How Much Sleep Do Children Need?
Published April 13, 2021
Children have much greater sleep needs than adults as sleep directly impacts on their physical and mental development. In fact, sleep is so important that by age two, most toddlers will have spent more time asleep than awake and children will have spent about 40% of their total childhood sleeping.
How much sleep do children need? The amount of sleep children need differs with age as well as between individuals. You can determine how much sleep your child should be getting by looking at the average requirements for their age.
How much sleep do children need?
The National Sleep Foundation provides the following recommendation on sleep requirements for all children of all ages:
- Newborns (0 to 3 months) — 14–17 hours of sleep per night
- Infants (4 to 11 months) — 12–15 hours of sleep per night
- Toddlers (1 to 2 years) — 11–14 hours of sleep per night
- Pre-schoolers (3 to 5 years) — 10–13 hours of sleep per night
- Primary-school age (6 to 11 years) — 9–11 hours of sleep per night
- High-school age (12 to 17 years) — 8–10 hours of sleep per night
You can also work out how much sleep children need by observing how they behave during the day. If they’re having trouble falling asleep, struggling to wake up and are fussy or cranky in the afternoon, it may because they’re not getting the sleep their body needs. A longer daytime nap or earlier bedtime could be considered.
How can I help my child sleep well?
If you’re concerned about your little one’s sleeping habits, rest assured that by the time a child reaches two years of age, sleep problems tend to improve. A new study found that it is common for infants to experience sleep problems, however as children go from newborn phase to six months, the time it takes them to fall asleep reduces to an average of 20 minutes. It also found that at two years of age, children only wake up once during the night on average.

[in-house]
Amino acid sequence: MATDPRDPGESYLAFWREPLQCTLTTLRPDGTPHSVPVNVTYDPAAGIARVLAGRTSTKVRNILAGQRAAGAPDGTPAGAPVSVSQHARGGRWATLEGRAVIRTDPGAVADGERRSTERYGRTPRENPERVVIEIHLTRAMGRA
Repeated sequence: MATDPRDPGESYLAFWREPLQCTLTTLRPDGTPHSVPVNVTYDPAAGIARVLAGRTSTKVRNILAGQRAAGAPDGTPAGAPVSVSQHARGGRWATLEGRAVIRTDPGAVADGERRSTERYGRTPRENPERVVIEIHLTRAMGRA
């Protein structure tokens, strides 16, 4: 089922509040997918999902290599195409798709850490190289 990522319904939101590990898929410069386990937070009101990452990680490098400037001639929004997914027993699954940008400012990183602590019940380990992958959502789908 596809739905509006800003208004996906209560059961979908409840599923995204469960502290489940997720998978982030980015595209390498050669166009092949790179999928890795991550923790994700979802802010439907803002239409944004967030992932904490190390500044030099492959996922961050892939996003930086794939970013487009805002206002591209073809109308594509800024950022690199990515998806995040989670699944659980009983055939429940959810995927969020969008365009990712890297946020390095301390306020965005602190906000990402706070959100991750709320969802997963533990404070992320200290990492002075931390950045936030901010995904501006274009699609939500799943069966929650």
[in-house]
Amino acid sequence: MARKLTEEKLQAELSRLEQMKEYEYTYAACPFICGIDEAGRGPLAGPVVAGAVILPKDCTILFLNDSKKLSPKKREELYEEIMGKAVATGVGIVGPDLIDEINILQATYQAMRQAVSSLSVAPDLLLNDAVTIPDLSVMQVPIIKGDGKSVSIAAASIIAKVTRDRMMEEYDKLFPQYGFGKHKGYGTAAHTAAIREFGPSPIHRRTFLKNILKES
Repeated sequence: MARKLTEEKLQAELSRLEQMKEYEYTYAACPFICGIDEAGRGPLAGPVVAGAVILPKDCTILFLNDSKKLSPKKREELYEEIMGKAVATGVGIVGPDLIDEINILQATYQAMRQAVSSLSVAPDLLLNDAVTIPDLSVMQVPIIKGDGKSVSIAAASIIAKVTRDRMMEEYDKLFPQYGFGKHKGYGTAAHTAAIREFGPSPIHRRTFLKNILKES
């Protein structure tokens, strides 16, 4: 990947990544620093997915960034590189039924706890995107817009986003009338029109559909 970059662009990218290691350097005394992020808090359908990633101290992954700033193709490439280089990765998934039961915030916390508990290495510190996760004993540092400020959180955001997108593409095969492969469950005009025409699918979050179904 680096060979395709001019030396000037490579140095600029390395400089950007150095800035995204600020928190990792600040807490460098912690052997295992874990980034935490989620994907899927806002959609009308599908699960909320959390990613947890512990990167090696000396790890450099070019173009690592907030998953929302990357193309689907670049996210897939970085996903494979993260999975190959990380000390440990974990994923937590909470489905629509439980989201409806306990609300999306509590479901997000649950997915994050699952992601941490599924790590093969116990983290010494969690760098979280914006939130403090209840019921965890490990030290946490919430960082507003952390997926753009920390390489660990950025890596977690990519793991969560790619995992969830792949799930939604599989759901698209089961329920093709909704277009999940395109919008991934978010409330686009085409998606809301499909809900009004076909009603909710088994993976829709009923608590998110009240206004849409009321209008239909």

If you feel worried that your child is not getting enough sleep, here are some tips and strategies you can implement which may help them fall asleep easier (and stay asleep when they do).
- Make a sleep schedule — Identify when your child needs to sleep to make sure they get the right amount of sleep they need. Set a bedtime and stick to it every single night (yes, even on weekends!).
- Develop a bedtime routine — A routine could be: bathing, putting on pyjamas, teeth brushing, quiet time in their bedroom, turning the lights off and going to sleep. Whatever routine you decide on, it’s best to stick to it.
- Have wind down time — Relaxing before bed can be hard some kids, but perhaps wind down activities such as soft music or reading a book can be helpful to settle down.
- Create a sleep sanctuary — Make the bedroom quiet and dark. If your child is anxious or feels scared about going to sleep, use a night light.
- Avoid caffeine — Encourage your child to avoid consuming caffeine, especially in the afternoon. Caffeine is not only found in coffee but also in chocolate, cola and sports drinks.
- Avoid technology — Shut down electronic devices at least one hour before bed. Reducing exposure to the blue light from screens should help your child sleep better.
Learn about which Nature's Own product may be appropriate for you.SEE THE PRODUCTS HERE
Signs and symptoms of menopause and how to manage them
When a woman approaches menopause her production of female hormones by the ovaries starts to slow...
Benefits of brain teasers for memory
A brain teaser is a challenging problem or puzzle created to stimulate cognitive processes such as...
How can I relieve my digestive problems?
Digestive complaints such as bloating and indigestion are common and usually manageable with diet and lifestyle...